Thursday 28 June 2012

Yes, it sucks!

Over the past few weeks, I drastically went from breastfeeding Alice a gazillion times a day to once in the morning when I'm half passed out sleeping and once during our night ritual when I'm half passed out tired.

Breastfeeding takes a lot of energy so I expected that new transition to have a positive impact. The truth is, weaning Alice introduced the exact opposite.

I went to my family doctor to get a paper to see a dermatologist but I left with a serious warning concerning a possible post-partum depression.  Feelings of failure as a mom, insomnia, poor appetite, fatigue, complete lack of interest in social get the picture.

Post-partum depression and weaning, aka booby blues, is more common than what you may think and can happen even up to 2-3 years after childbirth for women who were breastfeeding their toddlers. Hormones are powerful little bitches.

Strangely enough, even if there is nothing to be ashamed of, I didn't talk about it to any mom friends in my entourage. I realized that I can be comfortable talking about projectile baby poop and fancy stroller characteristics with "new" mom friends but when it came to serious non judgmental business I instinctively went to my good old friends. Even more strange, none of them have kids!

(note: there is nothing wrong with my mom friends....this is just how things went!)

They say that acceptance is the first step. Well, that first step made me feel even more crappy. Funny how depression has a bad reputation. It is so easy to find a multitude of excuses (Not possible, it must be the weather! Not possible, it must be Alice who is more active! Not possible, it must be the new bed mattress! Not possible, it must be food that we cooked!) but when you stop to think about it you realize that what your doctor said made a hell lot of sense.

My doctor asked me to keep a "journal" with everything that could be post-partum depression related (mood, appetite, insomnia, etc.) and to call him if things were getting out of control.

Having a potential booby blues (aka a silly name for a serious situation) is pretty bad but luckily this situation generally gets better as the hormones levels stabilize (planning to breastfeed twice a day for a few more months...if possible).

Still, it sucks!


Shannah said...

Hugs Clo!
I used art to help me get through this. It was important to document my experience and grief (just like you have here).
Lots of warm healing wishes your way and boo to those stinky hormones.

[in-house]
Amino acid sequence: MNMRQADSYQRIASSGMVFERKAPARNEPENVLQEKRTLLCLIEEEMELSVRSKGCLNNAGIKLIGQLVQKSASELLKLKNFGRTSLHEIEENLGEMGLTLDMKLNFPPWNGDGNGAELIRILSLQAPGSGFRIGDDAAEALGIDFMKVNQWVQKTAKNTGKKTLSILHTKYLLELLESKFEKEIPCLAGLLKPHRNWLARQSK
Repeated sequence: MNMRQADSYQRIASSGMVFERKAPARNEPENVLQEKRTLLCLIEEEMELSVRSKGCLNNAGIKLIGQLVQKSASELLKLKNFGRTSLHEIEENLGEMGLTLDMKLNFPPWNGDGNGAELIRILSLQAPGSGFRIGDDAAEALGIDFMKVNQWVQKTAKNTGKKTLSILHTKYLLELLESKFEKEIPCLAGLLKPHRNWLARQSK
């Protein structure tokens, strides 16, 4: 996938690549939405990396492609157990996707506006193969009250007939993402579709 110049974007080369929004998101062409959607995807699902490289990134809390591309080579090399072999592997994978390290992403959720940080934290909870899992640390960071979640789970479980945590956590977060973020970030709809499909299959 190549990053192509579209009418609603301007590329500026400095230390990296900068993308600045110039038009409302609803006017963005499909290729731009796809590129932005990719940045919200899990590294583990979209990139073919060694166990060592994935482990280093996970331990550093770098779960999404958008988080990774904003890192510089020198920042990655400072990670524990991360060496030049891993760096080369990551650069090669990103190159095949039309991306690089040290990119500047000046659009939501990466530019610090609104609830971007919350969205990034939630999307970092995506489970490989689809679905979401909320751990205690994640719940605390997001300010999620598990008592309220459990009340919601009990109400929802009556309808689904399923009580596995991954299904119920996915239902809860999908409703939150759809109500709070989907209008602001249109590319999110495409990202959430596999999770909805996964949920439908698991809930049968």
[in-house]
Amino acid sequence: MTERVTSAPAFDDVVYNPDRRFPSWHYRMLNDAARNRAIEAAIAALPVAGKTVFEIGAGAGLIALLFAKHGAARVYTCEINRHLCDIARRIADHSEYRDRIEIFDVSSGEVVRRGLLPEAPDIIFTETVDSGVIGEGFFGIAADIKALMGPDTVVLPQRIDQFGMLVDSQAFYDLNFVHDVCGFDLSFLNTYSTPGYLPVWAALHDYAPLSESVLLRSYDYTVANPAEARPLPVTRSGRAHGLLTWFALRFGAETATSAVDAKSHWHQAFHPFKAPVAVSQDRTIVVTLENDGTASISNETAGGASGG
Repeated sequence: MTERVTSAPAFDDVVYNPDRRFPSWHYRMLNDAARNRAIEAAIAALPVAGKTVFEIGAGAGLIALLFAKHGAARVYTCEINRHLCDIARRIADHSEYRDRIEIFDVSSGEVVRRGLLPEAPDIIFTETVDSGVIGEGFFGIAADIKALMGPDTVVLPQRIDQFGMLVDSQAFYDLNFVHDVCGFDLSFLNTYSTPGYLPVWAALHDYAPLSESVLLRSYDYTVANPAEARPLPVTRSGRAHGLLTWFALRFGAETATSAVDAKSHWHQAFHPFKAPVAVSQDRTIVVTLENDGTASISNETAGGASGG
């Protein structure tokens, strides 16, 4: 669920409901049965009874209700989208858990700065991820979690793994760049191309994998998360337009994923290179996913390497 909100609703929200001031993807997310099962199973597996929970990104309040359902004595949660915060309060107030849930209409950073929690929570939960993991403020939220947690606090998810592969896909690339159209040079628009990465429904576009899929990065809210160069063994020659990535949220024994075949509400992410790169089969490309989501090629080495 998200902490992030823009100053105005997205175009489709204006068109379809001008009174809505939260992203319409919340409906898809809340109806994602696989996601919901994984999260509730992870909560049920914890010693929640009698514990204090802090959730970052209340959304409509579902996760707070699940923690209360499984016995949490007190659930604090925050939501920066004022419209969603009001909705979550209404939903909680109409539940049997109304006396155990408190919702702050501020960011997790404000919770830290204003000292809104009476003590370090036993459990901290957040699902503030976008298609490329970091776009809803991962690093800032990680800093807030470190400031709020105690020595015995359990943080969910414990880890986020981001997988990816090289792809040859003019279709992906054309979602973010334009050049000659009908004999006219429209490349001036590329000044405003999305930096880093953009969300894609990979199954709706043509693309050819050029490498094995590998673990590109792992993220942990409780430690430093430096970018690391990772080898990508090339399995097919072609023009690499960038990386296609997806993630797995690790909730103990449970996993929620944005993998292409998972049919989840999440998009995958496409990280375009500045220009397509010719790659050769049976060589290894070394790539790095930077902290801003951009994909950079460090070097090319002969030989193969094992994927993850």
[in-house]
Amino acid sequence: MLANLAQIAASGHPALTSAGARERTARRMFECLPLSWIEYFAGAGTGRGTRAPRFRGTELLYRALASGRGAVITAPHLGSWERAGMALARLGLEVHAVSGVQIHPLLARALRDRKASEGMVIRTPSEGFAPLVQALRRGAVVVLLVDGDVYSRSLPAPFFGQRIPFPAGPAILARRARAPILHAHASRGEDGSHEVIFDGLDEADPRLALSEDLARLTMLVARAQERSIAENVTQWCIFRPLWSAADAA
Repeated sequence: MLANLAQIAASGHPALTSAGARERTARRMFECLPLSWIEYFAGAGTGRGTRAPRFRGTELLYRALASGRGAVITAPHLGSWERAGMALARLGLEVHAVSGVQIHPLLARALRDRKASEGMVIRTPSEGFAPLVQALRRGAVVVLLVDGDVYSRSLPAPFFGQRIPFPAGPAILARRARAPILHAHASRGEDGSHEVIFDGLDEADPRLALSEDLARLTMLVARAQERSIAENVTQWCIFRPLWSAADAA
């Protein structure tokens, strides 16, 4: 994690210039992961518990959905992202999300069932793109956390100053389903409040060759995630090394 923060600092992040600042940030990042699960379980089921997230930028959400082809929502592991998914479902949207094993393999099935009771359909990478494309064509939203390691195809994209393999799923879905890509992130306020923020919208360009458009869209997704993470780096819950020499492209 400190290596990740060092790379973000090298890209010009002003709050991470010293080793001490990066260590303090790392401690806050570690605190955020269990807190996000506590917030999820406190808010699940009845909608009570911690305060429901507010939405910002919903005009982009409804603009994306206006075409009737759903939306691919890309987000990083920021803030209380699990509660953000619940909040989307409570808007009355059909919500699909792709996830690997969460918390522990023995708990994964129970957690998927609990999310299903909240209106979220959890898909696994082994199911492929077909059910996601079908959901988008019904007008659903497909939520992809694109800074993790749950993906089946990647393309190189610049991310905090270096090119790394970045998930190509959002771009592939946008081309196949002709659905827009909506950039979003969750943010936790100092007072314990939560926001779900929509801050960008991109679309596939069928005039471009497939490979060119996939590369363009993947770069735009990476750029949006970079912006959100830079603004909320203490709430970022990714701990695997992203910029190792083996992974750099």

taryn said...

Thanks for sharing this. Luke is going to be in daycare in a month or so and I'm trying to start slowly weaning him (with little success, he loves his boobs). I guess I need to prepare myself for all the possible outcomes so it's helpful to read other experiences. I hope that you start feeling better soon, you are a great mama :)

indigorchid said...

Aww.. I feel for you. I salute you for being this open about this - perhaps sharing will be some sort of help? In the end, nobody chooses depression. I wish you the very best for stabilizing those hormones!

anneemall said...

Sorry to read about this. But when you're aware of it, it means you're already on the way up. Best wishes.

courtney said...

It really does suck. (Pun intended?) But it will get better. I went through this with Arlo at 18 months, and it was tough. Be patient and be kind to yourself! xox

Vivian Doan said...

You know, being a mom is really hard - you reminded me that breast feeding is draining. I had forgotten really since breast feeding was always such a huge challenge. I'm having a rough patch too, with my little one being one and not yet in daycare and me working at the same time... It is important to be open and honest about how you feel. I do it in my own blog all the time and it helps me so so much. I find blogging cathartic. Thanks for sharing.

Ali said...

Hang tight and repeat 'this too shall pass'.

190.arch said...

A big hug and, as Ali already said, "this too shall pass".
I didn't experience this booby blues, instead I did baby blues very firsts months of being a mom, I was completely overwhelmed.
I breastfed Emma until she was 10 months, after this it was like welcoming my body back.
Take care.

oscarlucinda said...

Oh Claudia, hoping it will pass quickly for you...but in the meantime, yes, am sure it would suck. Thank you for talking about it though x

kt said...


Alice's mum

Amy Jo said...

I had no idea that my hormones would cause me to "crash" when my son weaned at 20 months. It was truly horrible and went on and on until, out of desperation, I asked for help. My physician, rather than prescribing an antidepressant (I had a bad experience with one years ago), recommended that I take amino acid supplements that would help boost my serotonin and endorphin levels. Wow. I felt much better in a short time. Please do take care.

Esme said...

After weaning three babies now, I can brace myself against the horrible hormone tsunami that hits. One of my good friends even began getting awful panic attacks at the time of weaning. Your body is used to getting oxytocin all day long...and then it doesnt. That must contribute to the feelings too! After about 6 weeks, Im always feeling a lot better. Make a concentrated effort to do things that make you feel good and get lots of sleep. Youll get through it!

kristi said...

Hello, dear sweet Claudia,
When I weaned my daughter at 10 months to just two daily feedings and one at night, I definitely felt my self-esteem plummet. I wouldn't say that I dealt with depression...but surely I wasn't feeling sparkley and shiny. I hope that you take good, loving care of yourself during this time.
I don't know if you read the blog Cup of Jo?
She posted a very insightful post on her weaning depression here:
Sometimes it just helps to know that you aren't the only one going through it.

Wishing you all the best!